War of the Noses

salvadorDali580On Fridays, the dry-erase board at the physical therapy clinic where I worked always got a good cleaning. There was a recommended spray cleaner that did a great job, and it’s presence in the air for a few minutes after didn’t bother anybody. Except me.

The weird thing was that I could not actually smell the stuff. I knew it was in the air as my head quickly came to feel like all the air was being sucked out of it.

I had the most bizarre sense I was becoming a Salvador Dali distorted human with a twisted head, eyes over and under instead of side by side. I felt like I was going to suffocate. I ran for fresh air, and finally asked that I be warned beforehand so I could escape to the parking lot.

Out here on Goose Creek, I don’t run into chemical encounters so much anymore–except when it is time to clean the shower.

Simple Green works well for this task sprayed full strength. But I cannot hold my breath long enough while scouring the shower stall to avoid the brain-distorting effect of whatever is in that green goo. It’s fragrance is powerful. And it AIN’T simple.

The volatiles or solvents in Simple Green cross immediately into my brain. Not everybody is so affected. There’s a genetic thing I guess, sort of like those who taste and those who do not taste certain chemicals in food.

So–maybe after the cows have left the building–I wondered if I was the only one that had this kind of toxic abhorrence to such products. And the answer is NO.

Here’s just ONE piece in particular about Simple Green. Beware: Your Green Cleaning Product May Be Toxic.

I did see where the maker had promised to clean up its chemical act back in 2010. Don’t know how all that worked out. But I think we’ll just move to vinegar and elbow grease instead.

So the bottom line is–if something in your smell environment makes you ill, make changes–especially if you have small genetically-related children around snorting the same Salvador Dali perfumes.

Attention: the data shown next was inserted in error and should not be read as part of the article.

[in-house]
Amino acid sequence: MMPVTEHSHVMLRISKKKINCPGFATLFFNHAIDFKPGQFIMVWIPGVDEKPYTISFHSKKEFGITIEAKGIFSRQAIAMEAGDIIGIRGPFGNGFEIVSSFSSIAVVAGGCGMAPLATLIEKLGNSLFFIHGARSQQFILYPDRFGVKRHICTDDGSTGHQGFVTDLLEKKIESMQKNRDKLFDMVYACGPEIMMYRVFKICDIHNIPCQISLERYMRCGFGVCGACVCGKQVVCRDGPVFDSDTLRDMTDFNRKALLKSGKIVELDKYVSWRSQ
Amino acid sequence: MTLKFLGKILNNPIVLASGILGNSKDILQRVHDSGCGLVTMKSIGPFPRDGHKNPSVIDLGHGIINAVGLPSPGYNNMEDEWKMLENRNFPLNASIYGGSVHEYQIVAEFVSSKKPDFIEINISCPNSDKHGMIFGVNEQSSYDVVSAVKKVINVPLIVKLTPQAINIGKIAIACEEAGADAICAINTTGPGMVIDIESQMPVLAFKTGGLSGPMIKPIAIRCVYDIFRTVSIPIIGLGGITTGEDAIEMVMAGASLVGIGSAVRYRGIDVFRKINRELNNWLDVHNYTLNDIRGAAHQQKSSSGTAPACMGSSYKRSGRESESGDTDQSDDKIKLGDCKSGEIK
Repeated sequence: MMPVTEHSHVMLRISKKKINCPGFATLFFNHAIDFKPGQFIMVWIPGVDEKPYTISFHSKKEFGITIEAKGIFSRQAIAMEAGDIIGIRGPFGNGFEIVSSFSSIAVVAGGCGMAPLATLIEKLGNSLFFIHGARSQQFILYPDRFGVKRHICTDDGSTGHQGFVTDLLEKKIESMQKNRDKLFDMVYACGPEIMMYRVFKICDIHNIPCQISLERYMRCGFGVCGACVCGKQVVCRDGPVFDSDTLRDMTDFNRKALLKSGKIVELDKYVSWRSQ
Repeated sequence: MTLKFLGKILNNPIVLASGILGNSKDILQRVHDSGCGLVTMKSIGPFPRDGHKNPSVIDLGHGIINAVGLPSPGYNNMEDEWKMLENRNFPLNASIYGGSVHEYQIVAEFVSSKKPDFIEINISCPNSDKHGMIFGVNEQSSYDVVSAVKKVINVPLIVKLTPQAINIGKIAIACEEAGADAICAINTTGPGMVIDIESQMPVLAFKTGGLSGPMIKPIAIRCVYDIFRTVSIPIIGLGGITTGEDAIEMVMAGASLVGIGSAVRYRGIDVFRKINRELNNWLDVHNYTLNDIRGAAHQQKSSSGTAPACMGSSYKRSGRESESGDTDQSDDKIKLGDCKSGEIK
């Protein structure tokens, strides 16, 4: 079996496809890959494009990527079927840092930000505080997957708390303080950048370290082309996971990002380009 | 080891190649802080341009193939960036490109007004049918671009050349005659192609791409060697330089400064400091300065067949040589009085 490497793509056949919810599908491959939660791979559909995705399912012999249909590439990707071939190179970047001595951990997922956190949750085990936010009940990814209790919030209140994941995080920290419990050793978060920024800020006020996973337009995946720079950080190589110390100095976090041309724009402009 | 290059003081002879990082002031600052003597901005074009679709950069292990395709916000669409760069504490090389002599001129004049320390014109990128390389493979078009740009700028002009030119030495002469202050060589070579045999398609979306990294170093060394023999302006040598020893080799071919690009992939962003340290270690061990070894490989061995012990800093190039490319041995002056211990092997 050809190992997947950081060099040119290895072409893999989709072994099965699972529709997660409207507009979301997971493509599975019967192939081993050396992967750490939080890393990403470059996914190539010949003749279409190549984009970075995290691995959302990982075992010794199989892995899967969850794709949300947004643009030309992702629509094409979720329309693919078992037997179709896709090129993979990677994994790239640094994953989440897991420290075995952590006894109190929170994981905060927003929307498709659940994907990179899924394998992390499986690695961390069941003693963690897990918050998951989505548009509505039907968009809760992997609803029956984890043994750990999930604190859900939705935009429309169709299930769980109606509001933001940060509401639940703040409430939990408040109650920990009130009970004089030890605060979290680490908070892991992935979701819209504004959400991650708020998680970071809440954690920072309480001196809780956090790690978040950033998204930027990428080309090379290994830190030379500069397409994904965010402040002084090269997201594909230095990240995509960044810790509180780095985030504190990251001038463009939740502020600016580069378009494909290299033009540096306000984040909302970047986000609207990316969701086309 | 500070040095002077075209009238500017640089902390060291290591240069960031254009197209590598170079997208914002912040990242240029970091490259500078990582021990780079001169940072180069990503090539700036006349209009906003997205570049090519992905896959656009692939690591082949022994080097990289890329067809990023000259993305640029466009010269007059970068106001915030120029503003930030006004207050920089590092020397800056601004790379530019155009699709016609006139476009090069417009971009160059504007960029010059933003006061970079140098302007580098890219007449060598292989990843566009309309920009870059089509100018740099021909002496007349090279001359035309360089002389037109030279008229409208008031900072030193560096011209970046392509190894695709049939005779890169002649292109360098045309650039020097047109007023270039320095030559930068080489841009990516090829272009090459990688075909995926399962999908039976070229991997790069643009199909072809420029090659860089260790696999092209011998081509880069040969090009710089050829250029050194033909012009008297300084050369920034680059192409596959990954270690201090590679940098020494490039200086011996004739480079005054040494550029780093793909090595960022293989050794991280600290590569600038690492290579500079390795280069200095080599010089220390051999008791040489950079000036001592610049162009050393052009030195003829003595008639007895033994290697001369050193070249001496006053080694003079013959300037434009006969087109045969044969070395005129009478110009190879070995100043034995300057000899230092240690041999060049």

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Fred First holds masters degrees in Vertebrate Zoology and physical therapy, and has been a biology teacher and physical therapist by profession. He moved to southwest Virginia in 1975 and to Floyd County in 1997. He maintains a daily photo-blog, broadcasts essays on the Roanoke NPR station, and contributes regular columns for the Floyd Press and Roanoke's Star Sentinel. His two non-fiction books, Slow Road Home and his recent What We Hold in Our Hands, celebrate the riches that we possess in our families and communities, our natural bounty, social capital and Appalachian cultures old and new. He has served on the Jacksonville Center Board of Directors and is newly active in the Sustain Floyd organization. He lives in northeastern Floyd County on the headwaters of the Roanoke River.

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  1. Funny. I just used Simple Green this morning to clean my cooktop and commented that it “nearly took my breath away” as I cast a suspicious eye at the “nontoxic” and “biodegradable” notations on the label. Hadn’t used Simple Green in a long time and had forgotten its volatility!

  2. I had to throw away a bottle of simple green, as I couldn’t stand the smell. Perhaps you need a steam cleaner to tackle your shower. I bought a Shark Pro Pocket Steam cleaner last week, but I have not used it yet.